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  #1  
Old 08-02-2005
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A/C recharge?

Anyone know what I'd need and how to do this? I did it with my uncle a long time ago on his blazer, but I don't remember a damn thing about it other than getting a can of refrigerant. It seems my A/C isn't blowing as cold as it used to. Of course it may just be that it's F*CKING HOT in Texas?
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Old 08-02-2005
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get the recharge kit for like autozone or pepboys for the 134A refriderant and follow the instuctions or take it somewhere to have it recharged like any auto repair shop
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Old 08-03-2005
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if ur AC needs a recharge then u gotta leak somewhere. get someone with a manifold guage set and test the pressure. also do a vent temp check.
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Old 08-03-2005
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When checking the air temp coming from the vents.... you want to put the A/C on MAX cool, drive around for 5 minutes and then check the in cab air temp near the floor and compare that temp to the air temp coming from the vents... The difference in temperatures should be about 20*. IF it is not... then you should check the your system pressures, compare them the refrigerant temperature and ambient outside air temp to determine if adding refrigerant is required.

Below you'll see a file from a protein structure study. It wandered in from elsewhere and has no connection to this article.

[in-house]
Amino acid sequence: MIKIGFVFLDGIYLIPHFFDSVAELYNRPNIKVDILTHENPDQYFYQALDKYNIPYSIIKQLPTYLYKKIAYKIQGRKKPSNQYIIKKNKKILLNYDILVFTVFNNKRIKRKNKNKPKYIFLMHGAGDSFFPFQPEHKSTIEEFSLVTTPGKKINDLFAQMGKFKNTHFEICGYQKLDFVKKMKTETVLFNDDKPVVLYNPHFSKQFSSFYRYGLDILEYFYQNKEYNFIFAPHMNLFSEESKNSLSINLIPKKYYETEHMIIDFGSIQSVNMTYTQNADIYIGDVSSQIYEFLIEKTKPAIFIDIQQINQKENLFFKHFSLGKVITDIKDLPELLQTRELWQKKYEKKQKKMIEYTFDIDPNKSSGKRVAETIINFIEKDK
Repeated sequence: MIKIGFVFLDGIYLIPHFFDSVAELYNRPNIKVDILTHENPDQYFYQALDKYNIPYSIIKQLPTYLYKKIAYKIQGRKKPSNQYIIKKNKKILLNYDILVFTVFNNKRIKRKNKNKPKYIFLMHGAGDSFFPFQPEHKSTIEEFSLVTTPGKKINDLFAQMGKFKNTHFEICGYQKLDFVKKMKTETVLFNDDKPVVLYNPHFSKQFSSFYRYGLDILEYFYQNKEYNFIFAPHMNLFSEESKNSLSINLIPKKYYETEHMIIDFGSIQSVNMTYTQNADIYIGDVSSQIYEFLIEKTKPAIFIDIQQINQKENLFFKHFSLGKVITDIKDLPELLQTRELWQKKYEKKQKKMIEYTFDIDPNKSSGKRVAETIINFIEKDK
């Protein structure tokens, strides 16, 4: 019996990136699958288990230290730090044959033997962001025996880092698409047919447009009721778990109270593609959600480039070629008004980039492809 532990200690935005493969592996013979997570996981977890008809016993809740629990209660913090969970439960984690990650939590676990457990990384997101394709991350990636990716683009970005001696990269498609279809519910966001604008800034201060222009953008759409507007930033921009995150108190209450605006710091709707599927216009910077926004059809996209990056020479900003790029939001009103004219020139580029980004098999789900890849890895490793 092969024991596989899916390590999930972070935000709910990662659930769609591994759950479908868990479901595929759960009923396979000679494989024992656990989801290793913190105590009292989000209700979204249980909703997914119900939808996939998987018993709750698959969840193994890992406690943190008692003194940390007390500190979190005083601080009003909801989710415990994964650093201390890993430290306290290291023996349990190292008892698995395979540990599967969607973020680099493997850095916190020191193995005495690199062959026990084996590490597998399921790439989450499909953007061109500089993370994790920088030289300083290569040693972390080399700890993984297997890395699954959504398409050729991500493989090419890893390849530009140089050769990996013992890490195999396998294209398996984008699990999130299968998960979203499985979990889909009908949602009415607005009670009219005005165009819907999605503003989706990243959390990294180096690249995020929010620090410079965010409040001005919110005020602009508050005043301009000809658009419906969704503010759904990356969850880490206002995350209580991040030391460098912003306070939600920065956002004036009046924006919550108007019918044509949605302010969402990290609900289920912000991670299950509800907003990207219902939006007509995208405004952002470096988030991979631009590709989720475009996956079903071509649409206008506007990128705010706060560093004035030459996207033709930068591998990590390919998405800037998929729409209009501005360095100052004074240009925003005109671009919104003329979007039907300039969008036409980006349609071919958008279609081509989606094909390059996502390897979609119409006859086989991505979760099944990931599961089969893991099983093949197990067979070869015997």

OR 4x4
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Old 08-03-2005
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It's easily done by yourself. If you need to recharge it, that doesn't mean you have a leak. The refridgerant just gets used up over time. If it blows cold for a day and gets hot again, then that would be a possiblility. You want to put the can on the low pressure side of the system so that it sucks the r134a out of the can. I believe on our trucks...the 4.0 at least... it is on the passenger side right by the windshield fluid and coolant resivoirs. It's just a quick disconnect type connection. You can get a neat kit at wally world that has a gauge on the line you use to refill. kinda handy. And remember, if the can is getting cold, then you know that it's going into the system. make sure to have everything on full blast too.
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Old 08-03-2005
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the AC system is a closed system. there is no way the refrigerant will be "used" up...unless theres a leak.

my dads 95 effer has R-134a and the AC system has never been touched and blows out ice cold yet and he uses it everyday for 6 months outta the year. i have no idea who told u it gets "used" up...but they're wrong.
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Old 08-03-2005
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Quote:
Originally Posted by optikal illushun